Stock-Vacancy Ratio: Lowest Reading Since 2000

After updating my chart with the most recent JOLTS data from the BLS, I noticed that the Stock-Vacancy Ratio is currently at a historic low – at 1.06, beating the 1.09 reading in 2000.

Bureau of Labor Statistics: JOLTS Data (Monthly)

Bureau of Labor Statistics: JOLTS Data (Monthly)

What does this mean? That is a good question.

What I find interesting and fun to ponder over is the possible relationship between the ratio and macroeconomic conditions – specifically overall labor market conditions and inflation.  It is also hard for me to ignore the fact that the last two times the ratio was this low was at the onset of both the 2000 Tech bubble and the 2008 housing crisis.

Overall Labor Market Conditions

When I view this chart I interpret it as a general measure of labor market efficiency.  Are employers finding enough people to fill open positions?  Regardless of what the employment rate is, it could be 5% or 10%, what matters here is whether or not open positions are being filled.

What the chart is currently telling me, and what I have been seeing for the last two years, is that there has been an increasing number of unfilled positions.  Or to put it another way, while the number of hires has been steadily increasing since 2009, the number of openings has been growing at a much faster rate. Why?  More pondering required.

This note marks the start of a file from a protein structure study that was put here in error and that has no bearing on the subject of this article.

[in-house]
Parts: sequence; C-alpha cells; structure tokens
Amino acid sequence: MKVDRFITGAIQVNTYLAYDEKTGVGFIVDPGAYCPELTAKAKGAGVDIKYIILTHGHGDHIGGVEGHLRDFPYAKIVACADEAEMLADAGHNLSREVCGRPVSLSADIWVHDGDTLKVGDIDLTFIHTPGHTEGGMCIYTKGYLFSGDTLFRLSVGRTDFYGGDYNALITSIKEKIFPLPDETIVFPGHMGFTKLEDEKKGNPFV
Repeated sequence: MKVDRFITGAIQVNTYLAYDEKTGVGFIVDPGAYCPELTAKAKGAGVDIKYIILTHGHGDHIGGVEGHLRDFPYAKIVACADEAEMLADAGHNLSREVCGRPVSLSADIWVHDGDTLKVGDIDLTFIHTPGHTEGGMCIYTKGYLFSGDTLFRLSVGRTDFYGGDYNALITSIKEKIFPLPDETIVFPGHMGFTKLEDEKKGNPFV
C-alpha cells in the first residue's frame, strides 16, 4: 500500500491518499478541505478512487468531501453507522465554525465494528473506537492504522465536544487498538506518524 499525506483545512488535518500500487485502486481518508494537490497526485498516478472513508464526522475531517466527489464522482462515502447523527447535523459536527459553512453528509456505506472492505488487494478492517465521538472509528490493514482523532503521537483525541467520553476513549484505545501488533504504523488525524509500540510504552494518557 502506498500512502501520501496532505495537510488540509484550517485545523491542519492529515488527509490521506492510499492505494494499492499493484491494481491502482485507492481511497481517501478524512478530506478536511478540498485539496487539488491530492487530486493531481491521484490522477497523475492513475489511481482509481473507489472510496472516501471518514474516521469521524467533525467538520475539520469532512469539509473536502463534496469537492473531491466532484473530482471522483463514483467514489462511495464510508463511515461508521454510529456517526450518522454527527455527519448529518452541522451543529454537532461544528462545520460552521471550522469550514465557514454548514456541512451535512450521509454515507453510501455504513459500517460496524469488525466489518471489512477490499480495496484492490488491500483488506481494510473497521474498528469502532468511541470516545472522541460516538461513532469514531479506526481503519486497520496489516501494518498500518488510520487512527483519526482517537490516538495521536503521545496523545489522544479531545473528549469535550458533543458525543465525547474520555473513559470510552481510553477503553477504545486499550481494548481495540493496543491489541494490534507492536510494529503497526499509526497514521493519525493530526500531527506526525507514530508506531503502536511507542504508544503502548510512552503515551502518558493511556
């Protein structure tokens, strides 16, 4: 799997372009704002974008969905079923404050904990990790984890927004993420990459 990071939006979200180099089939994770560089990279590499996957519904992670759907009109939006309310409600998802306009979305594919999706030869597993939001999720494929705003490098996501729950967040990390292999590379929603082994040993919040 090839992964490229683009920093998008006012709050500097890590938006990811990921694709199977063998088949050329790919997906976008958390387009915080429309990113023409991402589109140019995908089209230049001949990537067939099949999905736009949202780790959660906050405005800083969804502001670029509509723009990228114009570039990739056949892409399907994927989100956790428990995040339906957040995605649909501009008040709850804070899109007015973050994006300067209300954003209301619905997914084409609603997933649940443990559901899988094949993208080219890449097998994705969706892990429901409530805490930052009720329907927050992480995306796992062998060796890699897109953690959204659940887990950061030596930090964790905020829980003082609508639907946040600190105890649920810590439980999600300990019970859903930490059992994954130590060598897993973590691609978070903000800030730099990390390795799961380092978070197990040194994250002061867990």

Between the Stock-Vacancy Ratio, anecdotal evidence and the effect of Baby Boomers beginning to step out of the labor market, I have become confident in concluding that we are at the precipice of a moderate to severely tight labor market that will bring with it inflationary pressures.  It could be 1 year away or it could be 10 years away, but I think the data makes it quite clear.  I’ve already written about the Baby Boomers and their affect on the labor market for both the medium to long term as well as the short term effect to younger generations.  I’ve also written about the difficulties that firms are facing in finding talent.

There is a talent war brewing and it will only get worse as Boomer retirements begin to pickup.  If firms are having a hard time finding the right candidate, it stands to reason that they will have to either be more aggressive in developing their own or poaching them from another firm.  I find it interesting to see that both the rate of increases in hiring and quits have mirrored each other since 2009 – is it too speculative to say that perhaps the majority of those quitting are merely transfers to a new firm as a result of poaching?


This is a spill-over effect that I would expect from a tight labor market.  A natural effect of firms having trouble filling positions is to spend more to attract talent.  We saw this during both the height of the tech and housing bubbles.  The Fed should be watching this closely, as it would not be compatible with their current policy actions and would more than likely require swift action on their part.

In a nutshell, I consider this a VERY interesting data point to watch.  As usual, a graph is like a piece of art and while I may see one thing, someone else may see another.  Lets see what happens.

About Jose Velez

I received my degree in economics and finance from the University of Texas at Dallas School of Economic, Political and Policy Sciences in 2006. Since then I have worked within the energy industry focusing on regulatory and environmental issues.
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